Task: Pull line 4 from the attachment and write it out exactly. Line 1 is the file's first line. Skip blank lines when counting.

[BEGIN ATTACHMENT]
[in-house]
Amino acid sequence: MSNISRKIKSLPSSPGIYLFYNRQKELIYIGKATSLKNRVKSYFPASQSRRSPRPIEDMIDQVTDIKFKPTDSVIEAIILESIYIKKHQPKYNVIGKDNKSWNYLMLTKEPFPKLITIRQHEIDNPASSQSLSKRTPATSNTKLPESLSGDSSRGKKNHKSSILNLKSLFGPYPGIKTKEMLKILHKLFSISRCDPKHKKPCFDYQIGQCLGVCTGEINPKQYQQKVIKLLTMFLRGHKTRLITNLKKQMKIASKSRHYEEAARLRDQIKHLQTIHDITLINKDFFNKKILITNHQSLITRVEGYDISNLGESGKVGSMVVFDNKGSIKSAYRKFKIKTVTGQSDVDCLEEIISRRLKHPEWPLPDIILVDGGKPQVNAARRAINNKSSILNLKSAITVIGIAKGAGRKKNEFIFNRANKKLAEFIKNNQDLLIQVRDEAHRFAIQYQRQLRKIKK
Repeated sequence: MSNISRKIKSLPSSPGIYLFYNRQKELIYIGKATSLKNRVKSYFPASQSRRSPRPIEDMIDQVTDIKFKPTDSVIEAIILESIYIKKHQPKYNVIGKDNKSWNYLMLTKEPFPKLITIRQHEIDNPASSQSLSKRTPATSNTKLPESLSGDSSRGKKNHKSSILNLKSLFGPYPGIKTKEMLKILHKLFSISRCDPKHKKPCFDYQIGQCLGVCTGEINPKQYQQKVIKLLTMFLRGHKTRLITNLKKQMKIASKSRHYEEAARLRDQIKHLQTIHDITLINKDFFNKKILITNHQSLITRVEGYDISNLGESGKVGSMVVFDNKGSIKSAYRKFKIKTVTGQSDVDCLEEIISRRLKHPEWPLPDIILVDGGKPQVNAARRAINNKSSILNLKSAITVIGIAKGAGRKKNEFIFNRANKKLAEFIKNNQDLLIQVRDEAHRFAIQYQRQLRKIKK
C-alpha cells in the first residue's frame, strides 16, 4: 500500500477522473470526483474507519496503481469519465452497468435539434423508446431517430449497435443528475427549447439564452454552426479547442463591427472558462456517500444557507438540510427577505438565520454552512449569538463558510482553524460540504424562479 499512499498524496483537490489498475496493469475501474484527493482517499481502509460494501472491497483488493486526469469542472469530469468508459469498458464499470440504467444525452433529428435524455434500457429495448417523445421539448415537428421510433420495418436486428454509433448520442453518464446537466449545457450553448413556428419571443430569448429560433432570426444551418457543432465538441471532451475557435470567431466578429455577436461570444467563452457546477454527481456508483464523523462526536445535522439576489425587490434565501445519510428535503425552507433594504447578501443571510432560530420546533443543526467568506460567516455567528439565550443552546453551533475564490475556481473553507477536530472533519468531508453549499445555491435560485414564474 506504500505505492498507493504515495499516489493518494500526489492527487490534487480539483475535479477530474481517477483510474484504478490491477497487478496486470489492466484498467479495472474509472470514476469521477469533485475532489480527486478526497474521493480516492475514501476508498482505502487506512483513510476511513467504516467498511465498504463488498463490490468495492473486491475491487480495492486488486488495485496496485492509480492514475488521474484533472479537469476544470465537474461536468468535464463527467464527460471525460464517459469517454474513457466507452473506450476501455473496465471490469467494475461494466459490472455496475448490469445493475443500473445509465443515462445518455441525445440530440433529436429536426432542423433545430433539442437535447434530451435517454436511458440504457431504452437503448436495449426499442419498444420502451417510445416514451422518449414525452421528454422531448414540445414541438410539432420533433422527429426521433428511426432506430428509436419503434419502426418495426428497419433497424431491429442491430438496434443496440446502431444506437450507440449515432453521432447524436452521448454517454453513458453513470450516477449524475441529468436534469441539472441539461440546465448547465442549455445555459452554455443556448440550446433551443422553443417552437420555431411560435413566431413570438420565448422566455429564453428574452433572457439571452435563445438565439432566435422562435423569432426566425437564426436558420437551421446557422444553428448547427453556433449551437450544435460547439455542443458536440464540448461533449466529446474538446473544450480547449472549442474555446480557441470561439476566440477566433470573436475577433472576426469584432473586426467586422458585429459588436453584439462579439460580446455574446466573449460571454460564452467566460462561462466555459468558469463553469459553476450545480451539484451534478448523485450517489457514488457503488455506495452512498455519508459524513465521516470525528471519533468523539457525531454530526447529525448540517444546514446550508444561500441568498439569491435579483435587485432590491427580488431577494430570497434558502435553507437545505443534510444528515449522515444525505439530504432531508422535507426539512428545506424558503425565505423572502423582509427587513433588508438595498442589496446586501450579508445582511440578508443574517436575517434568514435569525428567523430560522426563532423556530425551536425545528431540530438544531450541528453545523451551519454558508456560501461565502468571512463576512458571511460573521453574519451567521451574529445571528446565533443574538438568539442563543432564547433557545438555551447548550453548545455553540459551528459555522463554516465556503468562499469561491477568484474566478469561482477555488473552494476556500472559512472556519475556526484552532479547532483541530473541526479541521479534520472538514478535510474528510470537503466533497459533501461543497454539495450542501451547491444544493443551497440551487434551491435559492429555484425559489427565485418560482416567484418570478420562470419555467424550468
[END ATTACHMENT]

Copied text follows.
C-alpha cells in the first residue's frame, strides 16, 4: 500500500477522473470526483474507519496503481469519465452497468435539434423508446431517430449497435443528475427549447439564452454552426479547442463591427472558462456517500444557507438540510427577505438565520454552512449569538463558510482553524460540504424562479 499512499498524496483537490489498475496493469475501474484527493482517499481502509460494501472491497483488493486526469469542472469530469468508459469498458464499470440504467444525452433529428435524455434500457429495448417523445421539448415537428421510433420495418436486428454509433448520442453518464446537466449545457450553448413556428419571443430569448429560433432570426444551418457543432465538441471532451475557435470567431466578429455577436461570444467563452457546477454527481456508483464523523462526536445535522439576489425587490434565501445519510428535503425552507433594504447578501443571510432560530420546533443543526467568506460567516455567528439565550443552546453551533475564490475556481473553507477536530472533519468531508453549499445555491435560485414564474 506504500505505492498507493504515495499516489493518494500526489492527487490534487480539483475535479477530474481517477483510474484504478490491477497487478496486470489492466484498467479495472474509472470514476469521477469533485475532489480527486478526497474521493480516492475514501476508498482505502487506512483513510476511513467504516467498511465498504463488498463490490468495492473486491475491487480495492486488486488495485496496485492509480492514475488521474484533472479537469476544470465537474461536468468535464463527467464527460471525460464517459469517454474513457466507452473506450476501455473496465471490469467494475461494466459490472455496475448490469445493475443500473445509465443515462445518455441525445440530440433529436429536426432542423433545430433539442437535447434530451435517454436511458440504457431504452437503448436495449426499442419498444420502451417510445416514451422518449414525452421528454422531448414540445414541438410539432420533433422527429426521433428511426432506430428509436419503434419502426418495426428497419433497424431491429442491430438496434443496440446502431444506437450507440449515432453521432447524436452521448454517454453513458453513470450516477449524475441529468436534469441539472441539461440546465448547465442549455445555459452554455443556448440550446433551443422553443417552437420555431411560435413566431413570438420565448422566455429564453428574452433572457439571452435563445438565439432566435422562435423569432426566425437564426436558420437551421446557422444553428448547427453556433449551437450544435460547439455542443458536440464540448461533449466529446474538446473544450480547449472549442474555446480557441470561439476566440477566433470573436475577433472576426469584432473586426467586422458585429459588436453584439462579439460580446455574446466573449460571454460564452467566460462561462466555459468558469463553469459553476450545480451539484451534478448523485450517489457514488457503488455506495452512498455519508459524513465521516470525528471519533468523539457525531454530526447529525448540517444546514446550508444561500441568498439569491435579483435587485432590491427580488431577494430570497434558502435553507437545505443534510444528515449522515444525505439530504432531508422535507426539512428545506424558503425565505423572502423582509427587513433588508438595498442589496446586501450579508445582511440578508443574517436575517434568514435569525428567523430560522426563532423556530425551536425545528431540530438544531450541528453545523451551519454558508456560501461565502468571512463576512458571511460573521453574519451567521451574529445571528446565533443574538438568539442563543432564547433557545438555551447548550453548545455553540459551528459555522463554516465556503468562499469561491477568484474566478469561482477555488473552494476556500472559512472556519475556526484552532479547532483541530473541526479541521479534520472538514478535510474528510470537503466533497459533501461543497454539495450542501451547491444544493443551497440551487434551491435559492429555484425559489427565485418560482416567484418570478420562470419555467424550468